And so, an evening that started out by throwing away twelve dollars-worth of meat ended with spicy, citrusy, crispy-skinned chicken on a bed of coconut rice. So far, the Year of the Ox brings us luck!


Smells Like Hungry

Saturday, September 8th, 2007

cimg7067.jpgYears ago I read somewhere that of the smells that humans find most pleasing, roast chicken is number one. It beat the smell of bread baking, lavender, vanilla, freshly cut grass, strawberries, everything. I can’t deny that the smell of roasting chicken is divine, but I don’t know if I would necessarily agree that it is The Best; it has to do with context. When hungry, sure, the best smell in the world is probably roasting chicken, but when sleepy, the best smell might be the smell of lavender or of freshly washed sheets. On the same token, I don’t want to be smellin’ chicken when I’m in bed and I don’t want to smell laundry soap in the kitchen, but in the right context, each is equally as pleasurable. Vanilla, in its iced and creamy form, is lovely but doesn’t precisely evoke the pleasure of a summer day, where freshly cut grass would gain more points. Grass + ice cream = repulsive. But if you talk to someone who is allergic to grass, vanilla will rate higher in their book every time. Or what about someone from a non-western culture: cardamom might beat out vanilla; garlic might beat out bread. Smell, it must be acknowledged, is perhaps the most subjective sense of all and as such, how can anyone hope to rate one scent higher than another? Maybe instead of rating smells, it would be better to apply a verb or adjective. What does hungry smell like? What is the scent of learning? How does luxurious smell? (BTW, if you want to know what “cute” smells like, smell a puppy.)

So we roasted a chicken. We have yet to find a butcher here so were obliged to obtain our subject from the Andronico’s market down the street. They actually have pretty good meat- good selection, good quality, less than good price… But the best organically raised, free-range chickens cost good money because they gave up their sweet existence so that we may swoon with content at the smell of their roasting flesh. And swoon we did, especially one of us (the one with four legs) who guarded the oven closely while the bird was in the oven. I was inspired to make this because of Nigella’s description of her roast chicken in How To Eat. The way she writes makes my mouth water; I can practically see her licking the butter off her fingers as she adds it to the gravy. And then she describes the variations on leftovers than can be created from the remains of a roasted bird with words like “unctuous” and “melting” and “relish” that it’s hard to resist racing into the kitchen to cook whatever’s on the page. This was the case with the chicken and it did roast its way to brilliance, with, thanks to her advice, extra crispy skin and extra gravy.

For the first time ever, in the history of my existence, I did not make mashed potatoes to go with roasted meat. Travesty. If there’s any possibility of gravy, mashed potatoes must be on hand to pick up the slack, to sop up the jus as it runs off the meat and threatens to flood the vegetables. However, this time, not only did we not do potatoes, we did not do a traditional veg. Imagine! Instead, we had roasted garlic and shallots and Marc made some bright, chickpea salad. I’m almost convinced that a legume is the perfect halfway point between green and starchy; it went very well with the roasted meat but didn’t encourage gluttony, as a legume cannot hold onto gravy nearly as well as a mass of potato mixed with butter. I am almost convinced. I could never abandon starch.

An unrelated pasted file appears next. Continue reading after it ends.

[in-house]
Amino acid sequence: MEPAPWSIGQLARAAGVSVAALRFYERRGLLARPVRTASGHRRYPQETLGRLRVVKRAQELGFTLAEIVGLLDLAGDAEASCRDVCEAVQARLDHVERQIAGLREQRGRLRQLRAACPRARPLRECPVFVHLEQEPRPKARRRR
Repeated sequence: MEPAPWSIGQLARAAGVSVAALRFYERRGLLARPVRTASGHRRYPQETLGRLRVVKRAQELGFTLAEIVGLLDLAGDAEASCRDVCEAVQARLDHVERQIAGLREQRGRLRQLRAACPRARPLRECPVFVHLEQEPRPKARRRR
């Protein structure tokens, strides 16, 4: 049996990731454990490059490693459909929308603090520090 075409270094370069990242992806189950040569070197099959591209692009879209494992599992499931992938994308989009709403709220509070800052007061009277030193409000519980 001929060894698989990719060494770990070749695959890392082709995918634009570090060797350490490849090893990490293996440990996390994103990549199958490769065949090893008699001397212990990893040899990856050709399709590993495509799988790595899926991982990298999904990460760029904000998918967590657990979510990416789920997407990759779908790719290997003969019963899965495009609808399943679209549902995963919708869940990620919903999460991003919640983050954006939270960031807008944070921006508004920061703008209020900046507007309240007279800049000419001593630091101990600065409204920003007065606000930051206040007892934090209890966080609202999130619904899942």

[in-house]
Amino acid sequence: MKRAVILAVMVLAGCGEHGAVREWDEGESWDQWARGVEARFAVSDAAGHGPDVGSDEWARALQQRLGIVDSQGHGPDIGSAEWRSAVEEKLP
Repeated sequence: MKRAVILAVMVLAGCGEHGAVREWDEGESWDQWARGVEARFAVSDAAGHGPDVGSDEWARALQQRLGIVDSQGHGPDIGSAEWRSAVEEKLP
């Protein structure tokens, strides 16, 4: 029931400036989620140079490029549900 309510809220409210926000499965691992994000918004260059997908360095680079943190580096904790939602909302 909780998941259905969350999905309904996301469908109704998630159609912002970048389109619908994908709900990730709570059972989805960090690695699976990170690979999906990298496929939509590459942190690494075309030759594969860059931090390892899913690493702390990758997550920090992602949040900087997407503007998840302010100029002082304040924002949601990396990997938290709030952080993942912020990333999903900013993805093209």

And so, à propos of nothing, here is my Impromtu Top 10 Subjective List of Best Smells, When Smelled in Context:

10. puppy
9. fresh laundry
8. lilacs
7. peaches
6. sun-warmed forest
5. frying bacon, with coffee in the background
4. frying onions, with garlic in the background
3. roasting meat
2. rain
1. fresh baked bread


Tuesday, July 4th, 2006

I’m not entirely sure why we stopped in Chuncheon. The guide book author made a passing remark about eating there and it was on the way to our next destination. We found a nice motel room with a balcony, run by a friendly young couple. Note: a motel does not mean a room with an exterior entrance, as it often does in North America. Motel is an inexpensive hotel catering to young couples, and married men with their mistresses. They are generally not sketchy, but don’t ask for a twin.

One of the ‘must do’ activities in Chuncheon is to eat dakgalbi, spicy chicken. An entire street is devoted to dakgalbi restaurants. As soon as we stepped onto the street, a woman came and pulled at Janet’s arm and started talking quickly in Korean to lead us to her restaurant, thus thwarting my plan to look around before selecting a restaurant. We followed her in and our usual menu challenges were absent as the woman simple asked, “Two?” When eating on this street you are eating dakgalbi.

The stove was lit below our enormous personal cast iron skillet and hurriedly filled with a mountain of half-frozen chicken, gnocchi-like pasta, spicy sauce, cabbage and a few other vegetables. It all cooked down to a small mound, but we were still unable to finish it or the compulsory set of kim chi that accompanies every meal. We were also provided with aprons to keep our clothes clean. My apron was spotless, my shirt was not. Somehow, four spots of hot sauce avoided the plaid barrier to hit their target, my white shirt. The meal was tasty and filling, especially with a bottle of soju to wash it down with.


Fueled with dakgalbi from the previous night, we rented bicycles to casually bike around the lake. Not content with the scenery near the city, we headed south toward the countryside. Two wrong turns, a poor map and some not-so-helpful directions lead us up a series of hills. At one point we cycled over a hill to a dead end in a rice paddy. We never made it to our rural destination, but we did manage to find a pleasant and flat path on our return.